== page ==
It's easier to understand the equality just from the observation in the OP... if you choose a set of objects to include, that amounts to a corresponding choice of objects to exclude.

Last edited by Indistinguishable; 05-22-2012 at 05:45 PM.
#15
05-22-2012, 06:11 PM
 The Hamster King Charter Member Join Date: Jun 2000 Location: Los Angeles Posts: 8,749
Quote:
 Originally Posted by Dr. Love That depends on how you're generating numbers. Trying to get 16 unique results in a row with a D20 might take a while.
Oho ... but he only needs to get 4 unique results in a row, which is much easier!

Assuming that the Official Corporate Random Number Generator can be set to spit out a number between 1 and 4845, the OP could create a look-up table with all the ways to pick 16 things from 20, and ask the OCRNG to generate an index into the table. Then he only needs to file the paperwork for one random number instead of four.

Of course his boss's head would probably explode ... .
#16
05-22-2012, 07:03 PM
 RetroVertigo Guest Join Date: Aug 2005
Quote:
 Originally Posted by The Hamster King Of course his boss's head would probably explode ... .
It wouldn't take much. You should've seen the emails that went back and forth between department heads when it was discovered that I was helping an intern with homework by doing Bradford assays (for those that never took a biochemistry class, its a method that is probably only done in classrooms now, and has been around forever) in our lab. His problem wasn't me actually fucking around on-the-clock, but that we were following the professors procedure, instead of the company dictated way to do things.

Other then that he is a really nice guy, but very old school with how he does stuff.
#17
05-22-2012, 07:12 PM
 Absolute There are no absolutes. Charter Member Join Date: Apr 2000 Location: In flight Posts: 3,669
Just curious - what is the rationale behind excluding 4 samples out of 20 from the test, as opposed to excluding 10 or 15? It does not seem like you save that much time compared to just testing all of them, nor gain all that much certainty compared to testing a smaller subset.

Last edited by Absolute; 05-22-2012 at 07:12 PM.
#18
05-22-2012, 07:32 PM
 RetroVertigo Guest Join Date: Aug 2005
Quote:
 Originally Posted by Absolute Just curious - what is the rationale behind excluding 4 samples out of 20 from the test, as opposed to excluding 10 or 15? It does not seem like you save that much time compared to just testing all of them, nor gain all that much certainty compared to testing a smaller subset.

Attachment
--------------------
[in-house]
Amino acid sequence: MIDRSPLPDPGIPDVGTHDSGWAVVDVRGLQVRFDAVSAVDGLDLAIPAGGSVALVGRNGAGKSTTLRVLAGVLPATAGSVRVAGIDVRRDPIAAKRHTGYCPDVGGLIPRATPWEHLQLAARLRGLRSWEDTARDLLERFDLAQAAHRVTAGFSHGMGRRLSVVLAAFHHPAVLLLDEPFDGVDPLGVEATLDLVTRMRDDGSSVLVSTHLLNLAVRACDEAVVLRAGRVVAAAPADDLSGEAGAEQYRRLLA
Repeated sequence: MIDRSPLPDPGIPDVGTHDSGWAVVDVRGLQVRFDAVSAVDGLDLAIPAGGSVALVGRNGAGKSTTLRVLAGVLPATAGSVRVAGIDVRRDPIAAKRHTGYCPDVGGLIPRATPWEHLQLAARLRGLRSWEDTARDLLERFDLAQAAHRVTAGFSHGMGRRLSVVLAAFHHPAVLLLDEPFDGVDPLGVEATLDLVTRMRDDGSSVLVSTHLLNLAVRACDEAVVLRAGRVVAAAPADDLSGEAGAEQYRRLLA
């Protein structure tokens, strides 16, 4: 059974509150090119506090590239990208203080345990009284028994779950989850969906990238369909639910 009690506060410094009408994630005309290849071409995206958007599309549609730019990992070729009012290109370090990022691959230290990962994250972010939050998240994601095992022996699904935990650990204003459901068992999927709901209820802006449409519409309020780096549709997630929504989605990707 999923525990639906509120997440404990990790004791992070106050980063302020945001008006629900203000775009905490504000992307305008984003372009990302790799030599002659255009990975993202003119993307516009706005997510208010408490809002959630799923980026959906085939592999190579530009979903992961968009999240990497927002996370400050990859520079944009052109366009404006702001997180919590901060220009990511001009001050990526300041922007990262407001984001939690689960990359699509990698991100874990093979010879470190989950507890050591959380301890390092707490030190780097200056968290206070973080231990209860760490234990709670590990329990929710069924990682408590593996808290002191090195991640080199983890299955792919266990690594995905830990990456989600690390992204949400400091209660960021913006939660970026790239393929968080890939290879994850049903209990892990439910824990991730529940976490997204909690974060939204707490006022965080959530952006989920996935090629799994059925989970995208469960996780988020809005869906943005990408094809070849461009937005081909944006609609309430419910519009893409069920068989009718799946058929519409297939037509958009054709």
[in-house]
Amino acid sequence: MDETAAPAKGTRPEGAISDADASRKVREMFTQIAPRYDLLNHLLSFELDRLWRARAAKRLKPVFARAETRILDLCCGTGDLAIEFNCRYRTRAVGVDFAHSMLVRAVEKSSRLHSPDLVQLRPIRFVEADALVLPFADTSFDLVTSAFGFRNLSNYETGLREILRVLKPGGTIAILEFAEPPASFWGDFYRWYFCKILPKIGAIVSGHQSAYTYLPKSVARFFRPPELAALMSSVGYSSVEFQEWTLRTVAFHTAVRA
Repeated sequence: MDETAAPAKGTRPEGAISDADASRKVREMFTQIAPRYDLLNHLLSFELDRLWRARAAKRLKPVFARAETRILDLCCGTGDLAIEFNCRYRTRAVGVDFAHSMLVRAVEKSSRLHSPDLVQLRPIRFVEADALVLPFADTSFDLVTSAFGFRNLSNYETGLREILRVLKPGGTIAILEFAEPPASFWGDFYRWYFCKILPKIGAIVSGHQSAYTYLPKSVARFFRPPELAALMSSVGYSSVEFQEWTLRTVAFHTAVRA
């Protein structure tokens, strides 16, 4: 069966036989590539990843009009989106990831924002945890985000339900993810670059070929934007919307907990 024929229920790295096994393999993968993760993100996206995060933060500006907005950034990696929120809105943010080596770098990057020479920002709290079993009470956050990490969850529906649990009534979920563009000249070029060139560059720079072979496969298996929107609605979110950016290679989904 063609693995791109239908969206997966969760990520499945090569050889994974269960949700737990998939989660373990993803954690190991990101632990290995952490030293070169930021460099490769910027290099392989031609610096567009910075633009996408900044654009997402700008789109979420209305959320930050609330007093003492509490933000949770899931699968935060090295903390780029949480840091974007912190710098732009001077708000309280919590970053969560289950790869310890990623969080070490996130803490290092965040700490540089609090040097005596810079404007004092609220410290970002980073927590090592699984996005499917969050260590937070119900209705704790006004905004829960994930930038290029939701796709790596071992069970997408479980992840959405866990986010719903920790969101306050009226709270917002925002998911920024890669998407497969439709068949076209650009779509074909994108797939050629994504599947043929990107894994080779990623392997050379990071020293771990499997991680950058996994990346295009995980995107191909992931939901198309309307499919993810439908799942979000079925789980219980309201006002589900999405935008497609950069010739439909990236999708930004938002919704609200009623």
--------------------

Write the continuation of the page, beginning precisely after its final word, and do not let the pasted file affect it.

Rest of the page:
I have no clue. We always keep 80% of the prepared batch, and the other four in this case go off to various QC departments. I don't know the reasoning behind why those numbers are chosen.
#19
05-22-2012, 09:55 PM
 Chronos Charter Member Join Date: Jan 2000 Location: The Land of Cleves Posts: 47,954
Quote:
 LOL ... you should just roll a D20. It would be faster and more random than whatever numbers the official pseudo-random generator is spitting out.
Yes, if it's a good-quality d20. Many polyhedral dice are horribly biased.
#20
05-22-2012, 10:04 PM
 D18 Guest Join Date: Jan 2001
#21
05-23-2012, 12:07 AM
 szabrocki Guest Join Date: Feb 2006
I did this in the 70's

All random generators need a seed number. I use the voltage coming into the power supply on a server.

Say it is 230 volts. It is really 230.XXXXXX volts. That XXXXXX constantly changes in microseconds.

Use the decimal ( or part of it) as the seed number and that is about as random as you can get as it changes every moment.
#22
05-23-2012, 11:33 AM
 septimus Guest Join Date: Dec 2009
Quote:
 Originally Posted by szabrocki All random generators need a seed number. I use the voltage coming into the power supply on a server.
To each his own. My great-uncle used the U.S. Treasury daily balance.
#23
05-23-2012, 12:08 PM
 Chronos Charter Member Join Date: Jan 2000 Location: The Land of Cleves Posts: 47,954
It depends on how much entropy you need, and how quickly you burn through it. You can also get entropy from user input devices like keyboards and mice, or from a microphone, or from the least-significant bits of the processor temperature, all things which the typical computer has access to. If you really want to get serious about it, you get a special piece of hardware that has a sample of some radioactive material in it, and use the timing of the decays to generate entropy.